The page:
The federally funded Meals on Wheels program is another service poised for closure because of the continuing government shutdown.
Services should continue for Hall County residents, though.
“We have enough reserves to continue services for an extended period of time,” said Phillippa Lewis Moss, director of the Gainesville-Hall County Community Service Center. “So while there are other senior centers in the state and the country that may close next week if the shutdown continues, we are committed to remaining open and providing services until we absolutely can’t.”
That’s good news for Elias Segarra, who looks forward to his daily lunches from Meals on Wheels.
“The thing is, it’s healthy food,” he said, which is good as he tries to be mindful of what he eats.
Still, the 83-year-old has taken to “doctoring up” his food. “I have a lot of things I put on it, like spices and stuff,” he admitted, laughing.
Segarra is one of the 300 or so senior citizens in Hall who rely on the program, either through Meals on Wheels or through the hot lunches served at the senior center.
“The problem is that the federal money has been shut down,” said Legacy Link CEO Pat Freeman. “People don’t realize, I think, that things like Meals on Wheels are funded with federal dollars.”
Freeman said Legacy Link, which oversees senior services for 13 North Georgia counties, has enough funding through the Older Americans Act for another five weeks, or until mid-November. If the shutdown is still in effect, services would need to begin winding down then.
Recipients of the meal programs must be notified 30 days prior to the end of the program, so notices may go out Tuesday in anticipation of that mid-November deadline.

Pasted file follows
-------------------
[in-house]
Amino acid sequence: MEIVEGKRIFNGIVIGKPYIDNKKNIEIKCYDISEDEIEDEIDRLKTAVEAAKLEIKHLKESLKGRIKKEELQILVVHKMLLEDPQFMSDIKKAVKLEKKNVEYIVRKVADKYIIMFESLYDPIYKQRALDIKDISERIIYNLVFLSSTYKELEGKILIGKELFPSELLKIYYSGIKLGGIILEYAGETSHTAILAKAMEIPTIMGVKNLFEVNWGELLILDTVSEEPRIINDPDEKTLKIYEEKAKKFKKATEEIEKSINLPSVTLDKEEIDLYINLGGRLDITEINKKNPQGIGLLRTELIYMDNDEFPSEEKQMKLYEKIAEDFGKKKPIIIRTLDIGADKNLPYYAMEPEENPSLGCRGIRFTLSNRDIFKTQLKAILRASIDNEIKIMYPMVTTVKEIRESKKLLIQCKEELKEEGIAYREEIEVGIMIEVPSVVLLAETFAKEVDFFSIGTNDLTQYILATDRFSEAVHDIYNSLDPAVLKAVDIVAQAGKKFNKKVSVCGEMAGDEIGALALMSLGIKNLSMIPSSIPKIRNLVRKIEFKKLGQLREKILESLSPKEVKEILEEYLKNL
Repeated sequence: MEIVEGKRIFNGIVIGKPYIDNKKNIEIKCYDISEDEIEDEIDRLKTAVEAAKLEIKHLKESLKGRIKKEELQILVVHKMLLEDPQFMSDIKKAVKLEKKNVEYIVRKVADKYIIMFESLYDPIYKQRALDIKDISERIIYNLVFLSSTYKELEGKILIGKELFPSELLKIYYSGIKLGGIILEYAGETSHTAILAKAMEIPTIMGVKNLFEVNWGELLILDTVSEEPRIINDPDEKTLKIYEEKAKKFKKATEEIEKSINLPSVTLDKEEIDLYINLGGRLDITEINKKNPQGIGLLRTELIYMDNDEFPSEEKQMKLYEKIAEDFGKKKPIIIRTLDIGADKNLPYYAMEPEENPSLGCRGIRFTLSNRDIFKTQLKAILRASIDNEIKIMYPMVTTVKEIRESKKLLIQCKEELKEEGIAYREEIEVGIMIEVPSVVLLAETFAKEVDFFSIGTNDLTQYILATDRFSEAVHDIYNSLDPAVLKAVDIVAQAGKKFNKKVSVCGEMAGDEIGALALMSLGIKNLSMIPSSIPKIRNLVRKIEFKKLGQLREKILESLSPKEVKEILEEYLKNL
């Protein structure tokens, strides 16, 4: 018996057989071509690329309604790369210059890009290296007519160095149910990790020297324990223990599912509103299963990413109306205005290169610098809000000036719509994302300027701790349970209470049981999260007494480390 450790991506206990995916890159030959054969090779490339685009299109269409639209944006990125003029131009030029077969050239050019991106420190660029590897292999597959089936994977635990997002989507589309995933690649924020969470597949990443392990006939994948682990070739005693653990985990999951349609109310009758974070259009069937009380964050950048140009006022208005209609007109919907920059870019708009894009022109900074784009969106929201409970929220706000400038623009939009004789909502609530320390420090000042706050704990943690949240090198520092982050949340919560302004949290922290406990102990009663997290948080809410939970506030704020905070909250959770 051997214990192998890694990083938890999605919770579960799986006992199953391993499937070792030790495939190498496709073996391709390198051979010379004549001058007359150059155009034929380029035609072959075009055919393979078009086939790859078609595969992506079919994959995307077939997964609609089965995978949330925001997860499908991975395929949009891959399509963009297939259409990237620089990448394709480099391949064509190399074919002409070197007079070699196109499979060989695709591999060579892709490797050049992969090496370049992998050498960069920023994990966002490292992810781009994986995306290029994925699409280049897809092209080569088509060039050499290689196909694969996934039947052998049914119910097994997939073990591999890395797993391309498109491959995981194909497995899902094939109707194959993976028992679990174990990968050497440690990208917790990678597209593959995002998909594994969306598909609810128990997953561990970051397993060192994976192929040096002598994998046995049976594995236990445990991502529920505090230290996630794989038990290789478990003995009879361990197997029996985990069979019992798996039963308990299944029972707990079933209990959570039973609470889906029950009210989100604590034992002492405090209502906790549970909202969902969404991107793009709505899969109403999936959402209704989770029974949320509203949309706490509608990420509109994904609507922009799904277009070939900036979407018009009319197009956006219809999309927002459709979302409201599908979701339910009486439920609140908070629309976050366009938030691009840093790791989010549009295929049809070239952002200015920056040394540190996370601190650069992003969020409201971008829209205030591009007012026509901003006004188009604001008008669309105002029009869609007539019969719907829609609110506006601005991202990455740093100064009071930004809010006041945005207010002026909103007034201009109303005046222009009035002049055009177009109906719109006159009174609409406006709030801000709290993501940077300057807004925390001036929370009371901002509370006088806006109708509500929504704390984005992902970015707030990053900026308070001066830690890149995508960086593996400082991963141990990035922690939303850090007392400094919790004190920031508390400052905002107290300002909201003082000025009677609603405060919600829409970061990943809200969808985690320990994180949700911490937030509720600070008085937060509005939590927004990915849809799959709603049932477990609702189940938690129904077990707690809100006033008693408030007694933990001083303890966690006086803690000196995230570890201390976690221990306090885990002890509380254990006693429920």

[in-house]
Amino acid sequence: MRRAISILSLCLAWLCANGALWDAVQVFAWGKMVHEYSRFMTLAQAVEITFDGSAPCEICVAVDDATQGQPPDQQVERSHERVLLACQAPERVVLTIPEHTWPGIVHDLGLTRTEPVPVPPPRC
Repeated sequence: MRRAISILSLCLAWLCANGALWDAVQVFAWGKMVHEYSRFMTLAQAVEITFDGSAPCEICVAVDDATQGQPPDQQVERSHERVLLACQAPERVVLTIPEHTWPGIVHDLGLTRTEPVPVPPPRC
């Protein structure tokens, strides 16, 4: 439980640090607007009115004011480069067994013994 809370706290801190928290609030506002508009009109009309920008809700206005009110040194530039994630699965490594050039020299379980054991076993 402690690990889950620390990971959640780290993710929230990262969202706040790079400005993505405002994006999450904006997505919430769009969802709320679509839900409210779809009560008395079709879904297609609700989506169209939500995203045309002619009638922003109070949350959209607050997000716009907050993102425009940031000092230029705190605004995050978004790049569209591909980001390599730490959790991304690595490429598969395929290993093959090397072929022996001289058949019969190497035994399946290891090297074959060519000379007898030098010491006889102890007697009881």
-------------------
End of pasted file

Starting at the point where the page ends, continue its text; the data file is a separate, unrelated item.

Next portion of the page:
“It depends on how much local money each of the programs has in their budget, about how long they’re going to be able to stay open,” Freeman said.
Segarra, who has been in the Meals on Wheels program for around a year, said it’s not just about the food.
His wife died around seven months ago. He has family in Georgia, but he said they lead busy lives and don’t live close enough to drop by his home every day.
While he finds it difficult to move around, he can still drive. He said he would stock up on frozen meals from the supermarket if the program did have to wind down. But, it wouldn’t be the same.
“I don’t only get the meal,” Segarra said. “I get a quart of milk, I get juice, I get dessert, and then I get a fruit. Always a fruit, an apple or a banana or an orange. I get a fruit all the time.”
He also gets the daily paper, and enjoys conversation with the person who brings the food.
“I’m used to the Meals on Wheels,” he added. “It’s good, very good for me.”